Early in Oriental medical training, the student learns that the umbilicus or navel, which corresponds to acupoint CV-8 ( Shen Que: spirit Gate), is regarded as a “forbidden point” for needling.
Students then discover that the application of moxibustion to this area of the abdomen is permissible for specific conditions, such as loose stools or increasing the will to live. However, they rarely see it used clinically, and they may not use it often, if at all, when they become practitioners. Nevertheless, in Oriental medicine, there are important uses of the navel as a microsystem with its own diagnostic parameters and treatment strategies that extend well beyond the conditions cited above.
To gain perspective on the navel as a microsystem, it is useful to review the bases of abdominal palpation and diagnosis. Authors Kiiko Matsumoto and Stephen Birch note that “… abdominal palpation was used in the Ming Dynasty in China, but does not seem to have played a large role in the practice of internal medicine or acupuncture of the time”. However, in Japan at the same time, the classics had been absorbed and were being applied in practice.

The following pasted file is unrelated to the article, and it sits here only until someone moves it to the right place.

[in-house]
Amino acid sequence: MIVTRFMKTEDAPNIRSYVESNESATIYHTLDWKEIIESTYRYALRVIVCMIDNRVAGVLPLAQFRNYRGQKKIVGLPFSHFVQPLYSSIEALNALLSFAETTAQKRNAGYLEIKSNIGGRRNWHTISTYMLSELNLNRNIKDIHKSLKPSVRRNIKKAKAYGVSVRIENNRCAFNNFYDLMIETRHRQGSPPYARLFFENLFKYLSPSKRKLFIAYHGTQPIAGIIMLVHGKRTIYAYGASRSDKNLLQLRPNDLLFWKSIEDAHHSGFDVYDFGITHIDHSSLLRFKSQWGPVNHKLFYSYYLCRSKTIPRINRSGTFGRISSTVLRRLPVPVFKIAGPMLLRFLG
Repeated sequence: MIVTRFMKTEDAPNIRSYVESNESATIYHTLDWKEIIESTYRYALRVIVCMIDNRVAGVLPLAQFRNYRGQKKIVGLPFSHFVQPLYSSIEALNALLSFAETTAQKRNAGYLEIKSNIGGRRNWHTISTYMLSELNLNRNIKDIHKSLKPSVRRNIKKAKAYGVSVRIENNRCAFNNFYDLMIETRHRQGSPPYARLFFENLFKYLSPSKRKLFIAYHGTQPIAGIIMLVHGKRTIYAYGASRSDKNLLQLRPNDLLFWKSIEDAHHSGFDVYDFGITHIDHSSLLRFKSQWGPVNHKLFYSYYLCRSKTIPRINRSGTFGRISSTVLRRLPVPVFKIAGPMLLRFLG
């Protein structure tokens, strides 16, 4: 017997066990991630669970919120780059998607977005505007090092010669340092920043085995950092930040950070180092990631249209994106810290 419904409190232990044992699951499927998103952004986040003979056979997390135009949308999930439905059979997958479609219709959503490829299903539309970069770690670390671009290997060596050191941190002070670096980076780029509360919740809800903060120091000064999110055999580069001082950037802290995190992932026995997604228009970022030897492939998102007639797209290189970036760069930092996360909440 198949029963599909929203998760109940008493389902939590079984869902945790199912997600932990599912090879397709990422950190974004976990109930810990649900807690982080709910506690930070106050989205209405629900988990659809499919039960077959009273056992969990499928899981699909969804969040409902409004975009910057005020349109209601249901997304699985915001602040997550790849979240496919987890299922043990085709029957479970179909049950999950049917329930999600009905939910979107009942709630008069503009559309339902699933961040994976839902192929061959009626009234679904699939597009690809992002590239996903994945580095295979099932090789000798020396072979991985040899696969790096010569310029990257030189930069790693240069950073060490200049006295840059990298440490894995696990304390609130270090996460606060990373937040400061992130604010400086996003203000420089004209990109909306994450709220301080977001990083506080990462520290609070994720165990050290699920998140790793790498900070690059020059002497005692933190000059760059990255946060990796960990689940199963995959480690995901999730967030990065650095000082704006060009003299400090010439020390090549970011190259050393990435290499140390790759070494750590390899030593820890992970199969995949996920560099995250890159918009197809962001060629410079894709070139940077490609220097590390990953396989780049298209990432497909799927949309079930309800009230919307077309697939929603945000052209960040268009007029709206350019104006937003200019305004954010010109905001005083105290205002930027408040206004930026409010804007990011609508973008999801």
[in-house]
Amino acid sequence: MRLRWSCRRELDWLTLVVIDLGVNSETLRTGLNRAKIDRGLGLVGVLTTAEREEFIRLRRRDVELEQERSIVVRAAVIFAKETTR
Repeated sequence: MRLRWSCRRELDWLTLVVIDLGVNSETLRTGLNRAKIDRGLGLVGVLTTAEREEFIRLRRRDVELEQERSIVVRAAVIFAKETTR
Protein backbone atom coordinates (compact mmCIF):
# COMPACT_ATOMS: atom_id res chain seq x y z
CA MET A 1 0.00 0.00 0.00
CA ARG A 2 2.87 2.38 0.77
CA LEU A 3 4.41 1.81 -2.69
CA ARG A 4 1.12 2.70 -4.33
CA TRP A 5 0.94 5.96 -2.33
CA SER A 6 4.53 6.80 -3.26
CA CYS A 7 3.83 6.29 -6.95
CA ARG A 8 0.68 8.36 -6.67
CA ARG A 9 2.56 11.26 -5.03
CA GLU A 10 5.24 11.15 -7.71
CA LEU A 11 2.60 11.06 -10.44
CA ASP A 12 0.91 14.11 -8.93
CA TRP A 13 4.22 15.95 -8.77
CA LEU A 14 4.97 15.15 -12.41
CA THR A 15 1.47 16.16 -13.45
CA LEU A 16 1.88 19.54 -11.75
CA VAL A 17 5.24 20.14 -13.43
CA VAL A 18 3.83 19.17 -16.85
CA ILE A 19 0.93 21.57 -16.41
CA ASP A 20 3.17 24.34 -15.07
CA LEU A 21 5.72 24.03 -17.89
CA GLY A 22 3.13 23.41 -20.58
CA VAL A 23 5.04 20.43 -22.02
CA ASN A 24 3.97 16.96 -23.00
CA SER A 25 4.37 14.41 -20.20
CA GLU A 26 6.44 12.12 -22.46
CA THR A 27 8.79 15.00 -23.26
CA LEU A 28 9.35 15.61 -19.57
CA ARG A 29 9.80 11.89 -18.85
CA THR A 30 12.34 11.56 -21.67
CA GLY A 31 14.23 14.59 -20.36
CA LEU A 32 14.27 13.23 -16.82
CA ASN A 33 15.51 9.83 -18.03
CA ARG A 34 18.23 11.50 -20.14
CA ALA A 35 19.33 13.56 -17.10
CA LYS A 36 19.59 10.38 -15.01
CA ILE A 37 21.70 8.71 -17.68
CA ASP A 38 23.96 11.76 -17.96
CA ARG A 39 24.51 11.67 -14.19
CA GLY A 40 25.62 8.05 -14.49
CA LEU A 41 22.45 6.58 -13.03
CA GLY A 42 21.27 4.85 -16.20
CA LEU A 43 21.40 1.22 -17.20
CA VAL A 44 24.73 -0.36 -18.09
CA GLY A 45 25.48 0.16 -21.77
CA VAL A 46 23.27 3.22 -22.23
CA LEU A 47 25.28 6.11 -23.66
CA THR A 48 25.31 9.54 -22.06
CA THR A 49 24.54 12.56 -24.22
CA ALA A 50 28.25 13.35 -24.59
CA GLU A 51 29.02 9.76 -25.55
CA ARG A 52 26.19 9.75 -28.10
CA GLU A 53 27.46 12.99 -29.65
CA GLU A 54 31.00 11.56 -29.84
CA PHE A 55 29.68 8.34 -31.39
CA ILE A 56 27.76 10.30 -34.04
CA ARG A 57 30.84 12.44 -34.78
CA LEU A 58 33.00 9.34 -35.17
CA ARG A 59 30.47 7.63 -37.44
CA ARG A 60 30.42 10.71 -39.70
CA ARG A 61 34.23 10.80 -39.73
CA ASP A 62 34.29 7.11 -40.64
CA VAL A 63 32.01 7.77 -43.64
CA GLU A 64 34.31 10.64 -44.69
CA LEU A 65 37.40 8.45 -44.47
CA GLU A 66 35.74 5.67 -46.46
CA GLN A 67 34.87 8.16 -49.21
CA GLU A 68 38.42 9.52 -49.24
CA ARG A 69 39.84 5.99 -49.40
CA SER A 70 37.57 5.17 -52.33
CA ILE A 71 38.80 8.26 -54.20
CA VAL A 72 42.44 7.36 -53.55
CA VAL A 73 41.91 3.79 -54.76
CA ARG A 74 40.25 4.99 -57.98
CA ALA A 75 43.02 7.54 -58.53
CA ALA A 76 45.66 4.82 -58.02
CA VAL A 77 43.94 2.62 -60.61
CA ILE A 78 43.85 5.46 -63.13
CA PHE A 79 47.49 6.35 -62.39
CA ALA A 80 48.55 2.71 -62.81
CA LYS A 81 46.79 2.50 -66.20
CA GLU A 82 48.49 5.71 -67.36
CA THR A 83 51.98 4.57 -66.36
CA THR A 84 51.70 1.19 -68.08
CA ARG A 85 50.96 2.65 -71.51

The assimilation of Chinese medicine adapted to the needs, circumstances and cultural conditions in Japan evolving into a unique “Japanised” Chinese medicine. Matasumoto writes: “We know with certainty that practitioners of the Han Dynasty used palpation as part of the diagnostic process. When Han Chinese culture was imported to Japan, Chinese medicine arrived along with the entirety of the Chinese cultural and philosophical systems. The practitioners of that era found it easiest to understand the medical classics by using palpation, and as a result, major trends of palpatory diagnosis developed in Japan.”
Although the Chinese did not continue to develop this recognised method of diagnosis, both Japanese acupuncturists and herbalists used palpation and diagnosis as the fundamental theoretical orientation in the 17th century. The basis of their paradigm was the Chinese Five Element classic, the Nanjing (The Yellow Emperor’s Classic of 81 Difficult Problems, Huang Di Ba Shi Yi Nan Jing, Han dynasty). Shudo Denmei concurs, “The development of abdominal diagnosis in meridian therapy was, without a doubt, based on the Classic of 81 Difficult Problems.”
The author is Head of Acupuncture at Sir Ganga Ram Hospital, New Delhi